Krka waterfalls in Croatia

Pag Island

With its barren, lunar landscape falling away into sapphire seas and pretty hamlet waterfronts jostling with yachts, Pag Island has become Croatia’s rather surprising answer to Ibiza.

Landscape on the Croatian island of Pag

This up-and-coming isle welcomes the party set each year to the lively beachfront at Zrce, which is lined with alfresco clubs such as Papaya and Aquarius and plays host to summer music festivals headed by international DJs. The nearby seaside resort of Novalja lures tourists with its stunning beaches and rather wonderful Roman aqueduct, while the medieval township of Pag, once an important salt trading town, is a very pleasant place to explore.

Sunset in Pag, Croatia

Away from the wild abandon of Zrce and the bustling towns of Pag Town and Novalja, an ancient landscape awaits. Vineyards cloaking the rocky hills that slope down into coves of exquisite beauty, salty lakes attract wading birds in their thousands, and 1500 year old olive groves sit twisted and gnarly by old drywalls, providing a rare flash of green in an arid, almost surreal landscape.

Pag island in Croatia

The unique island has created its own distinctive cuisine—the local Paski sheep graze on the salty grasses and wild herbs that grow here, giving their meat a distinctive flavour. The sheep milk gets turned into the famous Pag cheese, Paksi Sir, a salty, hard cheese often described as one of the best 10 cheeses in the world. The local herbs flavour delicious sage honey, the prosciutto is cured with Pag salt, and the dry white local Žutica dry white wine cultivated on this rocky, ancient soil is very good indeed. Even the fish tastes different due to the high salt content of the waters around Pag. Despite its party reputation, much about Pag remains locked in time.

If you’re eating ashore, Na Tale is the best table in Pag Town, with its famous fish dishes and octopus lasagne served up on the seafront terrace or in the shady courtyard. A perfect end to a perfect day on Pag.

Krk

Krk, or ‘Golden Island’ is Croatia’s largest island, and it’s hard not to be impressed by the visual impact offered by bright turquoise seas backed by whitewashed buildings and sun-bleached, rugged mountains.

Bridge in Krk, Croatia

Krk is extremely diverse geographically, leaving you with plenty to do on charter, whether that’s soaking in the mud pools at Soline, walking through the great cavern hall of Biserujke Cave, or exploring the historic churches of Krk Town and Baska.

Seafront in Krk, Croatia

There are also other islands scattered around Krk, including Losinj and Cres which offer beautiful beaches for an afternoon at anchor.

Pula & Brijuni National Park

The final, glorious stop on your Northern Croatia yacht charter, Pula wears its glorious past for all to see.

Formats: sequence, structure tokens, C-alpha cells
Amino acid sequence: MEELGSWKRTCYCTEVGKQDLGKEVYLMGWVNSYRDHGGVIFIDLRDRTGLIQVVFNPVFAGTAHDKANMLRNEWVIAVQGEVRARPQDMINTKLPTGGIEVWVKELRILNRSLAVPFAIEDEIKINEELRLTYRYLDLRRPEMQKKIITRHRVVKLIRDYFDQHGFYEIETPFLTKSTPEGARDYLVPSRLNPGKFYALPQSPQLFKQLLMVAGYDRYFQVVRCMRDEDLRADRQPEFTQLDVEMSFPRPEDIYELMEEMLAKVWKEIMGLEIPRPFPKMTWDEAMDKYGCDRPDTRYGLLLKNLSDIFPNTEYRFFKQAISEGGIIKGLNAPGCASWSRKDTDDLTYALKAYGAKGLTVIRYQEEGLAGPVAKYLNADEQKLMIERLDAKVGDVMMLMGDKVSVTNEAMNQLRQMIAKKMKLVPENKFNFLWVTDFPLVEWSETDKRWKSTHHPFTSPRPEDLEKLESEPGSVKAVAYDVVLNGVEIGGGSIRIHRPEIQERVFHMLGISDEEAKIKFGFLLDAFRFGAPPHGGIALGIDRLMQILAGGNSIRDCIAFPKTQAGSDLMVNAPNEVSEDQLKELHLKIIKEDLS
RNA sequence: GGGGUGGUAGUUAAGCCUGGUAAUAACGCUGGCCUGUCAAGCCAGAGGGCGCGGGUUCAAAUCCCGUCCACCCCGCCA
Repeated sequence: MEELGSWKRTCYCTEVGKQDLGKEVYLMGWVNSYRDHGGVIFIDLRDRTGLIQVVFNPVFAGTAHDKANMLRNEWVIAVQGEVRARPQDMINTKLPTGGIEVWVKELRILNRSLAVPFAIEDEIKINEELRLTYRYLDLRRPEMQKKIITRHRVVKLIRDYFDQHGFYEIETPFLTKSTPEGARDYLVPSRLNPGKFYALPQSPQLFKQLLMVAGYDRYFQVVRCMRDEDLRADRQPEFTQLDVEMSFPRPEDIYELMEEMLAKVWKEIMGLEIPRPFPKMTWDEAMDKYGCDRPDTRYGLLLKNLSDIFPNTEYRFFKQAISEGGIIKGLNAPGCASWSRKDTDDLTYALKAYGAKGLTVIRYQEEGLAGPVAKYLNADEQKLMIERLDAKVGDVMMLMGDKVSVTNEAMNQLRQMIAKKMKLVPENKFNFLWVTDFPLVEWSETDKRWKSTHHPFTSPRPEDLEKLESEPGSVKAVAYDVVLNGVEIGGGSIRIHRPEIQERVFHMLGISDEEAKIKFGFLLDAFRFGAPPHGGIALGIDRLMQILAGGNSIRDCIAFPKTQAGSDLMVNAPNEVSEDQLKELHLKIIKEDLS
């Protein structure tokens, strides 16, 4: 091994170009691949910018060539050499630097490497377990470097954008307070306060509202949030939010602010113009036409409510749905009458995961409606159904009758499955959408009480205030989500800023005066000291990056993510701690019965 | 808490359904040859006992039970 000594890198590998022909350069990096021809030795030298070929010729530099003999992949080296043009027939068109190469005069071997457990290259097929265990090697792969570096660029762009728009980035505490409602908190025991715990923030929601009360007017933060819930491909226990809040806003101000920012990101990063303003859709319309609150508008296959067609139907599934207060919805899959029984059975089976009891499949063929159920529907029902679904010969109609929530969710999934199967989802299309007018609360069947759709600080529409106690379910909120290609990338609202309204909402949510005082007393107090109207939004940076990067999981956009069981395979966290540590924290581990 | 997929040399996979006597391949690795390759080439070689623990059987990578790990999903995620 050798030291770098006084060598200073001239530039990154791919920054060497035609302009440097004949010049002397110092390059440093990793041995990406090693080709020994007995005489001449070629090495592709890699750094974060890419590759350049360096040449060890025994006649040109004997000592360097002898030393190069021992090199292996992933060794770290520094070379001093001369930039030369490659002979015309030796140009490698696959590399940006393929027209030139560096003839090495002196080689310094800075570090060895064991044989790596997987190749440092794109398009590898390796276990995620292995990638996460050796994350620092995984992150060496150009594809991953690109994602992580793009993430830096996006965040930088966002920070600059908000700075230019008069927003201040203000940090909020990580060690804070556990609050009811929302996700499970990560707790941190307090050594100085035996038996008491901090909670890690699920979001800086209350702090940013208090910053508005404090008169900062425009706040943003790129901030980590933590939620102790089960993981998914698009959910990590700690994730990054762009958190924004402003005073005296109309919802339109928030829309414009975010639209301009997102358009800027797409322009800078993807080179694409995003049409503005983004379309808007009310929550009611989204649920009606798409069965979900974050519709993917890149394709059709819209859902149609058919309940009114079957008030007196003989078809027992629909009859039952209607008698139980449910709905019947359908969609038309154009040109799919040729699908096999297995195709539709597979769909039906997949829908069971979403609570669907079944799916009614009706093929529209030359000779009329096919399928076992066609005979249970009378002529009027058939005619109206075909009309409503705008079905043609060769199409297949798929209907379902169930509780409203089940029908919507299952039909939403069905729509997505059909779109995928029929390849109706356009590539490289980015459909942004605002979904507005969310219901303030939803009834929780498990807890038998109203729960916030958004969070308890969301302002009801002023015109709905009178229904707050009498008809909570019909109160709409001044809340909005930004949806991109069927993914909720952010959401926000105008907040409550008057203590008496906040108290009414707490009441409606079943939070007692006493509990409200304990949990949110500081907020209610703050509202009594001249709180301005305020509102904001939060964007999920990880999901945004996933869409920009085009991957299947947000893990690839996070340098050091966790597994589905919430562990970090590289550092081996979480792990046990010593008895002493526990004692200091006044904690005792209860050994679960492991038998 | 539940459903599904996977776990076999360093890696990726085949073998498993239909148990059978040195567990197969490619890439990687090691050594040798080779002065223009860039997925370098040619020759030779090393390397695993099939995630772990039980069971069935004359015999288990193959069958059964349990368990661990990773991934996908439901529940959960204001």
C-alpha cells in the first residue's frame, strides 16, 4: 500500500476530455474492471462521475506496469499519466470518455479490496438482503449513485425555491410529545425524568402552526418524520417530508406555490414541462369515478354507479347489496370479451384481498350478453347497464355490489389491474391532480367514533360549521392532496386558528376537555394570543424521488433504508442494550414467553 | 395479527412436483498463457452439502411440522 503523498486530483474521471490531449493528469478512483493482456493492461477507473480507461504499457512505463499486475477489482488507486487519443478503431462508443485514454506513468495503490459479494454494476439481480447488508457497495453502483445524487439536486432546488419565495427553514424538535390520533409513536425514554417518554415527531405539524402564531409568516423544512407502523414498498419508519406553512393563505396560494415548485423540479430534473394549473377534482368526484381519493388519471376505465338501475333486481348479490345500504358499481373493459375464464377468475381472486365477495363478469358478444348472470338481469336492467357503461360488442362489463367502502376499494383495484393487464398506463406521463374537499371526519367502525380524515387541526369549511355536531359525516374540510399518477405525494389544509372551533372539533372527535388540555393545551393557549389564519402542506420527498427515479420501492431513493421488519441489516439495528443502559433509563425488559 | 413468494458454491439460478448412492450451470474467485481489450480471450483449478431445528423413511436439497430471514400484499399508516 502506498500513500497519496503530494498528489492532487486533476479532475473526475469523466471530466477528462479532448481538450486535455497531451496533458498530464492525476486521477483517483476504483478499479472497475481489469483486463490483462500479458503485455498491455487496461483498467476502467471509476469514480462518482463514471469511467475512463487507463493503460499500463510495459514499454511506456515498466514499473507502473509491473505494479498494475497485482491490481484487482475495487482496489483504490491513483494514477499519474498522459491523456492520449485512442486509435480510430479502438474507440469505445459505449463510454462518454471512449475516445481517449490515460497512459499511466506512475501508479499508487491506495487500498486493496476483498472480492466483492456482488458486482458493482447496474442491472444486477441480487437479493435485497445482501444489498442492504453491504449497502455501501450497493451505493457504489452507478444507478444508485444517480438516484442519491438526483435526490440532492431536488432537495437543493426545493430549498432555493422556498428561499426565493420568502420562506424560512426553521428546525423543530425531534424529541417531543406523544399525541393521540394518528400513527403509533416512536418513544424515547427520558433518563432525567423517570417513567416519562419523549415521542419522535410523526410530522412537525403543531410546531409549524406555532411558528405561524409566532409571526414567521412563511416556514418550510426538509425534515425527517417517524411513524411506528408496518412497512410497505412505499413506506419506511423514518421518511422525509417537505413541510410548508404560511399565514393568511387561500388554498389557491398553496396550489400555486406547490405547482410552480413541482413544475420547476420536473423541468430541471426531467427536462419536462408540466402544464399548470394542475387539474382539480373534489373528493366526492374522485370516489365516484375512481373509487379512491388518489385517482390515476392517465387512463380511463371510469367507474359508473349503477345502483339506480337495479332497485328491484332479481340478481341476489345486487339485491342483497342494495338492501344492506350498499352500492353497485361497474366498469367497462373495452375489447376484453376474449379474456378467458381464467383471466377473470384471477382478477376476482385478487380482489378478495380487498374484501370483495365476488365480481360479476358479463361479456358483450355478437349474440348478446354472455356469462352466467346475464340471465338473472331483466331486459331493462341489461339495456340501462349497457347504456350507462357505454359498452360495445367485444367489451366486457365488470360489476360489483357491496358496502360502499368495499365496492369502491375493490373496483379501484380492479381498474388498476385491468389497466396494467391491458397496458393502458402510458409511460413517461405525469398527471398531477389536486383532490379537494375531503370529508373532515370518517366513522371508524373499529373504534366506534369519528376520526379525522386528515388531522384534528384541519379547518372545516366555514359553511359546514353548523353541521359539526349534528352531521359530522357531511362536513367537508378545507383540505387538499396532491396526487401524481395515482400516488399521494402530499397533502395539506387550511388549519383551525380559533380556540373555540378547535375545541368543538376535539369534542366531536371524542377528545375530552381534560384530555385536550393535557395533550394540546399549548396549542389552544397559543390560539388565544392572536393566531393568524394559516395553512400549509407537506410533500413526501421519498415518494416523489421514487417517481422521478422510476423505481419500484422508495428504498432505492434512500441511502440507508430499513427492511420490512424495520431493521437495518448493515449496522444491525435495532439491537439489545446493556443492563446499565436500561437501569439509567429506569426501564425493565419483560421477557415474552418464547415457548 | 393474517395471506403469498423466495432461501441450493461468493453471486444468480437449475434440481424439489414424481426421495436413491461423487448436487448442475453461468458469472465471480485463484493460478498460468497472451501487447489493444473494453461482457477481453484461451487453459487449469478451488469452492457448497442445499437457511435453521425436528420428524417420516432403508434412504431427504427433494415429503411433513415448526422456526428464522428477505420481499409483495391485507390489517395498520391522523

The star of Pula is unquestionably the Arena, a vast 20,000 seat Roman Colosseum which looms high above the port. The only amphitheatre earth with a complete circular wall, the Arena is still used today as an atmospheric venue for concerts, food markets and the summer film festival. Explore the gladiator tunnels and marvel at the stone channels that funnelled perfumed water to the spectators to mask the smell of blood and gore, from slave-versus-lion battles in Roman times through to medieval jousting competitions.

Roman arena theatre in Pula, Croatia

Pula’s Temple of Augustus in the Forum is also outstanding, while the Franciscan monastery dates back to 1300 with an oasis courtyard of palm trees, sculptures, and tortoises basking on ancient stone. Kastel is a mighty Venetian fortress built in 1600s to protect the town, and the ornate Triumphal Arch is remarkably well preserved for a 2000 year old city gate, depicting war chariots and cupids. There is history at every turn on charter in Pula.

Roman arch in Pula, Istria, Croatia

Pula’s history is also on show on local restaurant menus, as the ubiquitous pizza and gelato reveals that Pula was Italian until as late as 1947. The beautiful art deco glass and iron-roofed market is the perfect place to savour the produce of the province of Istria and pick up a bottle of Rakija, the local honey or mistletoe-flavoured liqueur, while the restaurants along the Limksi Canal serve up marvellous oysters and mussels, best washed down with a carafe of Malvasia wine.

Once you’ve explored the historic and gastronomic wonders of Pula, your yacht will take you out to the islands of the Brijuni National Park, where ancient Roman villas, dinosaur footprints and a Knights Templar church only serve to distract ever so slightly from the stunning setting, crystal clear water and white pebble beaches, as well as the peacocks and donkeys wandering around under the pines.

Brijuni National Park in Croatia

Alternatively, for your last day on charter you might like to anchor off Cap Kamenjak at the very south of the Istria Peninsula, soaking up the best of Croatian life as you join the locals in jumping off the cliffs into the sparkling sea.

Another moment, another memory, on charter in Northern Croatia.

To make this Croatia yachting itinerary a reality, contact Bespoke Yacht Charter for a Croatia yachting vacation expressly tailored to your tastes:

This article was written by Jo Morgan – Jo is a freelance writer for yachts and travel, offering targeted feature articles, content marketing, blogs and press releases for the yachting and travel industries.